Catherine the Great

12/19/2022

Catherine the Great

Being a foreigner by origin, she sincerely loved Russia and took care of her people's welfare. The spouse of Peter III occupied the throne by means of a palace coup and tried to implement the most prominent ideas of the European Enlightenment within Russian society. At the same time, Catherine the Great opposed the French Revolution of 1789–1799 being indignant about the execution of French King Louis XVI Bourbon committed on January 21, 1793, thus predetermining Russia's joining the anti-French coalition of European states in the early 19th century.

Catherine II Alekseevna (née Sophie Auguste Friederike, Princess of Anhalt-Zerbst) was born on May 2, 1729, in the German city of Stettin (currently the territory of Poland) and died on November 17, 1796, in St. Petersburg.

As the daughter of Prince Christian August of Anhalt-Zerbst, who was under Prussian arms, and Princess Joanna Elizabeth (née Princess of Holstein-Gotthorp) was related to the royal houses of Sweden, Prussia and England. She received a home education, which included not only dancing and foreign languages, but also the basics of history, geography and theology.

In 1744, she came to Russia with her mother at the invitation of Empress Elizabeth Petrovna and was baptized according to Orthodox custom under the name of Catherine Alekseevna. Soon her engagement to Grand Duke Peter Fedorovich (future Emperor Peter III) was announced, and in 1745 they got married in church.

Catherine could see that the court loved Elizabeth, but did not accept many strange features of the heir to the throne. Catherine understood that, perhaps, after the death of Elizabeth, she would have to ascend to the Russian throne with the support of the court. Catherine studied the works of the French Enlightenment figures, as well as jurisprudence, which had a significant impact on her worldview. Moreover, she made every effort to study and, perhaps, to understand the history and traditions of the Russian state. Due to her desire to cognize everything that was considered to be Russian, Catherine won the love not only of the court but also of the whole of St. Petersburg.

Catherine's relationships with her husband were never warm and sympathetic. After the death of Elizabeth Petrovna, their relationship got only worse and even hostile at times. Fearing to be arrested, on the night of June 28, 1762, when the Emperor was in Oranienbaum, Catherine committed a palace coup with the support of the Orlov brothers, N.I. Panin, K.G. Razumovsky, and E.R. Dashkova. Peter III was exiled to Ropsha, where he died under mysterious circumstances after a little while.

Having become the ruler, Catherine tried to implement the ideas of Enlightenment and to organize the state in accordance with the ideals of this most powerful European intellectual movement. Nearly since the very first day in power, Catherine was actively involved in public affairs and proposed socially significant reforms. In 1763, the Senate reform was conducted at her initiative, which significantly increased its efficiency. In 1754, Catherine carried out the secularization of church lands as she wished to strengthen the dependence of the church on the state and to make additional lands available to the nobility which supported the policy of social reforms. This was the start of efforts to harmonize the territorial administration in the Russian Empire, after which the hetmanship in Ukraine was abolished.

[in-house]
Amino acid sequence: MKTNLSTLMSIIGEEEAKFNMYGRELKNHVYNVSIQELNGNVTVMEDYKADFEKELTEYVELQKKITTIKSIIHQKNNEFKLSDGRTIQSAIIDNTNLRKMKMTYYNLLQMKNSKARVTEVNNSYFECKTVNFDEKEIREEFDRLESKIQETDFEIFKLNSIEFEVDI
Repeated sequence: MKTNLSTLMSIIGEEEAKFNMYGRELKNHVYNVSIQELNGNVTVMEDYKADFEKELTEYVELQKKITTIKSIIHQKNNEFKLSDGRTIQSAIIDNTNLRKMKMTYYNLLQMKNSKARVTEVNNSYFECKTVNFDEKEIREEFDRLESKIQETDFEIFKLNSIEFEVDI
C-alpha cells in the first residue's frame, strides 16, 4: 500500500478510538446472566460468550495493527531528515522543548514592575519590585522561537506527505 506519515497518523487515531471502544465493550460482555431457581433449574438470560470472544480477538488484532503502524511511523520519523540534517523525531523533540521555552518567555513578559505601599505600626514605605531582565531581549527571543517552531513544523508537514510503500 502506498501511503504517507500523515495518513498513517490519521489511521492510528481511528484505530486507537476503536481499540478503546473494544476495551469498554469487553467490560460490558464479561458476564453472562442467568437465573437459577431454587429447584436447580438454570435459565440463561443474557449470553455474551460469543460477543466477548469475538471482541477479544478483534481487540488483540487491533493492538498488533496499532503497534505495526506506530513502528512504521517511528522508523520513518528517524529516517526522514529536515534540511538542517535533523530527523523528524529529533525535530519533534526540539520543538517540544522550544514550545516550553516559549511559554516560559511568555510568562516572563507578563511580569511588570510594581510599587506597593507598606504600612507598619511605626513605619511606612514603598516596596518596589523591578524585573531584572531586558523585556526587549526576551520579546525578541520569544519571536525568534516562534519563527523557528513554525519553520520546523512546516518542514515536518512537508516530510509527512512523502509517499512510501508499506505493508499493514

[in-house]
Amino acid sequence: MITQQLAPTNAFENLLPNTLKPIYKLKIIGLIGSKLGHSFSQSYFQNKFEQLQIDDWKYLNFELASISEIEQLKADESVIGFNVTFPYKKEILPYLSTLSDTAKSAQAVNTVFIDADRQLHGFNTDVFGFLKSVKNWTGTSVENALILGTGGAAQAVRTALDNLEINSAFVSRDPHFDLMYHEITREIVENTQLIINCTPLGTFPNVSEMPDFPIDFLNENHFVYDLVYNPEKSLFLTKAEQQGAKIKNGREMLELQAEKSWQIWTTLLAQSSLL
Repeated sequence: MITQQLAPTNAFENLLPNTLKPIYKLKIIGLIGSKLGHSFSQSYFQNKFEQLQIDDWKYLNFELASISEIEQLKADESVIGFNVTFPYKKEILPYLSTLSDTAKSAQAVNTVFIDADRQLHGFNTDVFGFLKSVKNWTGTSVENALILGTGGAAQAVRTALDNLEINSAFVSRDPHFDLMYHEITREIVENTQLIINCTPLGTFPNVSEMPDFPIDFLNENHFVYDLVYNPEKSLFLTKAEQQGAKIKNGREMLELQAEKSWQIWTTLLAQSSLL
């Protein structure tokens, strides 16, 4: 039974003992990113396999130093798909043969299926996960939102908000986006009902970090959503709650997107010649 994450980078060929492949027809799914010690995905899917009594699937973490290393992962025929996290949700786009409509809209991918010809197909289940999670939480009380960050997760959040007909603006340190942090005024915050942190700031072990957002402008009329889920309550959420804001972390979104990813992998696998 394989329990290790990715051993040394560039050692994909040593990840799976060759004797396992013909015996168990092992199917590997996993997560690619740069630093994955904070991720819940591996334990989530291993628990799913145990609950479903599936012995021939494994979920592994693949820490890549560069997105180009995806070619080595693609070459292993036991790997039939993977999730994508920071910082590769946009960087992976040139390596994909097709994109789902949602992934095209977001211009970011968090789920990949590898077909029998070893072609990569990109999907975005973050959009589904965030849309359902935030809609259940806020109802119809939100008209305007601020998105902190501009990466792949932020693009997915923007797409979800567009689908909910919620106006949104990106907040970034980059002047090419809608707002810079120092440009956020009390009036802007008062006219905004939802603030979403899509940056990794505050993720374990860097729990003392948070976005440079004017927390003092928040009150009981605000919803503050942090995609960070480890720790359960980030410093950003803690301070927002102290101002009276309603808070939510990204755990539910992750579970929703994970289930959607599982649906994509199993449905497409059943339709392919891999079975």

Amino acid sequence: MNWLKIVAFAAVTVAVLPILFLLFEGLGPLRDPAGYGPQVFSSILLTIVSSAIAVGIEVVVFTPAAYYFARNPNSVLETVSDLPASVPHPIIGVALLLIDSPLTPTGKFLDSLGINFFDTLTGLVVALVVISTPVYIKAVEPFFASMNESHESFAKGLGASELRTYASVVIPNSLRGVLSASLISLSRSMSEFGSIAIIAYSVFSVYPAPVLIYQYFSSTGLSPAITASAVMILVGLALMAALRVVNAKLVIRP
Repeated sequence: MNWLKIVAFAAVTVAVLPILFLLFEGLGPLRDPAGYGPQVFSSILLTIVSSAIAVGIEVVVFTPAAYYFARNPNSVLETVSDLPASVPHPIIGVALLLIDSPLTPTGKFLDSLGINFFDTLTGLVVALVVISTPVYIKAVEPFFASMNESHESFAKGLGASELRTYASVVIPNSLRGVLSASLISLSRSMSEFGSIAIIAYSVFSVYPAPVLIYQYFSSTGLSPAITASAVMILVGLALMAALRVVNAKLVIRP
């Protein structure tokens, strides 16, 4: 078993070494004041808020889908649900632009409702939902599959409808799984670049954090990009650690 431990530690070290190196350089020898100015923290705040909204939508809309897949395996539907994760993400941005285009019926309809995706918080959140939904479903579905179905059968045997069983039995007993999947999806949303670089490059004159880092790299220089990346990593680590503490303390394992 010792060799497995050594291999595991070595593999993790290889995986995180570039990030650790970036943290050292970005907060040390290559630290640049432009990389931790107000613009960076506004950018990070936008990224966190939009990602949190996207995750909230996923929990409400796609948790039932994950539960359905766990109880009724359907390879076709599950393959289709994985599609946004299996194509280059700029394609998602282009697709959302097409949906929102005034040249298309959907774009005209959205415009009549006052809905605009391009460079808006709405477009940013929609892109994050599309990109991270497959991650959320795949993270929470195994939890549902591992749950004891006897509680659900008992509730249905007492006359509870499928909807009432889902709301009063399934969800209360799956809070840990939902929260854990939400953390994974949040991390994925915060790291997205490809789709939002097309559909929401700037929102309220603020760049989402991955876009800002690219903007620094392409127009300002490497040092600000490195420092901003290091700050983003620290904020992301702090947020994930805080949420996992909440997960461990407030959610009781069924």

Being an advocate of the Enlightenment, Catherine the Great opened a number of new educational institutions, including the ones for women (the Smolny Institute, the Catherine School).

In 1767, Empress convened a commission consisting of the representatives of all population strata, including peasants (except serfs), to make up a new law code, i.e. a set of laws. In order to guide the activities of the Legislative Commission, Catherine prepared the "Order" based on the works of enlighteners. The document was, in fact, a liberal programme for her reign.

When the Russo-Turkish war of 1768–1774 came to an end and the uprising under the leadership of Emelyan Pugachev was suppressed, a new stage of Catherine's reforms began. During that period, the Empress, being unlimited in power, independently developed legislative acts of utmost importance and implemented them.

In 1775, a manifesto was issued to allow the free opening of industrial enterprises of any kind. In the same year, a provincial reform was carried out to introduce a new administrative structure of the country, which survived until 1917. In 1785, Catherine issued charters to the nobility and some cities.

Within her foreign policy, Catherine II continued to pursue an aggressive agenda in all directions — northern, western and southern. It resulted in the strengthening of Russia's influence on European affairs, splitting the Polish-Lithuanian Commonwealth into three partitions, strengthening the positions in the Baltics, accession of Crimea and Georgia, and participation in countering the forces of revolutionary France.

The contribution of Catherine II to Russian history is so monumental that many works of art in the Russian culture revere her memory.

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